Equivalence class partitioning: is it real or is it a figment in our imagination?
Last week I attended the Software Testing and Performance conference in Boston. I presented a workshop on Systematic Testing Techniques, as well as a talk on random test data generation, and combinatorial analysis. One way I continue to learn about our profession and increase my own knowledge is by going to conferences to hear different points of view from practitioners from around the world. So, I also attended several talks during the conference, but there was one talk in particular that was particularly entertaining (and I don't mean that in a good way).
When I listen to other testers sometimes I hear something that is new to me and I desire to learn more about it. Sometimes I hear something prophetic that makes me think, contemplate alternatives, or reflect more deeply on my own personal perspectives. Sometimes I hear something revolutionary that causes me to reevaluate my position. And, sometimes I hear something so irrational I almost barf up a lung!
In this case the speaker opened his talk with an attack on a quote from the ISTQB foundation syllabus used to describe boundary testing which states, "Behavior at the edge of each equivalence partition is more likely to be incorrect..." Now I know the speaker a bit, and I know he disdains the ISTQB and other certification organizations, but what surprised me was his initial rebuttal by emphatically stating, "equivalence class partitions are figments of our imaginations!"
These days I usually just try to shake off wild and baseless comments as bombastic bloviations used to generate controversy. But, in this case what caught my attention was when the speaker later said that he and another well-known person defined boundaries as "a dividing point between two otherwise contiguous regions of behavior; or a principle or mechanism by which things are classified into different sets." What!? I couldn't believe what I heard, so I had to stop reading email and look up at the presentation. As I visually processed the words I thought my head was going to explode from the so seemingly obvious contradiction.
Now, I am not a linguistic expert, but I am pretty sure that "otherwise contiguous regions of behavior" and "classifying things into different sets" are just overly simplistic ways of describing equivalence class partitions. But, I could be wrong. So, I began thinking that since most people start learning about sets in elementary schools they probably understand the foundation of equivalence class partitioning is set theory which basically states "a set is an aggregate, class, or collection of objects," and the collection of objects or 'classification of things' in different sets is based on an equivalent relation between the elements in each set. The application of equivalence class partitions in our profession is elegantly explained by Lee Copeland in his excellent book A Practitioner's Guide to Software Test Design by stating "An equivalence class consists of a set of data that is treated the same by the module or that should produce the same result." Equivalence class partitioning is also discussed in-depth in books by noted experts in the industry such as Beizer, Binder, Myers, Jorgensen, Perry, and Marick just to name a few.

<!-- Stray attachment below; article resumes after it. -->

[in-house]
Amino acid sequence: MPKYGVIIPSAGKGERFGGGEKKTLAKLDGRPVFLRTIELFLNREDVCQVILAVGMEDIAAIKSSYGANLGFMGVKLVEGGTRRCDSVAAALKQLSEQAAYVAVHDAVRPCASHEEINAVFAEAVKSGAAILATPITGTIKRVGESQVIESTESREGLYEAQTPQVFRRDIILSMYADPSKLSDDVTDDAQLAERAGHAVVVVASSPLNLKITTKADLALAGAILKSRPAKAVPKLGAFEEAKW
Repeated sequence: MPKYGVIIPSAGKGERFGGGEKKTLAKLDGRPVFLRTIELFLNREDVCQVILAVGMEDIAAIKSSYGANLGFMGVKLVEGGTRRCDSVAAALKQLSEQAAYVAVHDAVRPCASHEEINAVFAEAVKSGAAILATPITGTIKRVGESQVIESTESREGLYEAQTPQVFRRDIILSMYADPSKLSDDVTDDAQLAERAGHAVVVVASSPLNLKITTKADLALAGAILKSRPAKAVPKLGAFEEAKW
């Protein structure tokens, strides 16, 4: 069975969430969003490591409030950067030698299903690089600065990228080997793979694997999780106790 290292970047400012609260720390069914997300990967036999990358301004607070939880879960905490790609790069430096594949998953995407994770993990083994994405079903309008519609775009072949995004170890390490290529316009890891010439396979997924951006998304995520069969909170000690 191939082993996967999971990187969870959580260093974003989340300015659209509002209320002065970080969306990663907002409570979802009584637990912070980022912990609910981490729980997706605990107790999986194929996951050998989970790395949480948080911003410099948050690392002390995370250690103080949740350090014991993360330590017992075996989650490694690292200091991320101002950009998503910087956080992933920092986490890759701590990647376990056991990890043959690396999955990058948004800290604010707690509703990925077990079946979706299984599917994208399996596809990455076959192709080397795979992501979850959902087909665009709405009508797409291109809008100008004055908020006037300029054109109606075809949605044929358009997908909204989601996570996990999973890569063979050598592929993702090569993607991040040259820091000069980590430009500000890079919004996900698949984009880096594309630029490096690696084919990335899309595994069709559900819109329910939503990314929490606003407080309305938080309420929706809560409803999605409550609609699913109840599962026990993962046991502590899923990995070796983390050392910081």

In fact, the concept of sets and equivalence almost seems instinctive in most humans and is generally expressed at a young age. I remember my young daughter at age 2 or so separating beads by color into "different sets" on the carpet. The red beads in one group, blue in another, and so on. She was diligent to make sure the different sets of beads did not touch as she put them into the appropriate piles. If a pile of beads got to close to another pile she would run the edge of her hand between the "contiguous regions" to clearly delineate the "dividing point." When I asked her to get me a red bead, she would randomly grab one from the pile, because all the red beads were...red, and there were no significant differences among the red beads (elements) in the set she created that were relevant in that context of that game.
Perhaps the majority of the industry's experts are wrong and I wasted my time reading books on software testing principles and practices because this person is right and equivalence class partitioning is really only a figment of our imagination.
However, on the other hand, although I certainly have never claimed to be an expert, I am still pretty darn sure the underlying foundation of computers and computer software is somewhat influenced by mathematical principles, and as a tester I might be able to use those same principles to help me design effective tests that might help me better evaluate discrete functional capabilities and attributes of software components and more efficiently expose certain categories or patterns of errors.
But, why should we get mired down and confused with facts (especially all that boring math stuff) when it is much easier to appeal to some peoples' emotions. So,forget everything you just read...and if anyone asks why testing is so hard just tell them testing is an art with no practical foundation in logic because software is...well, it's just magic!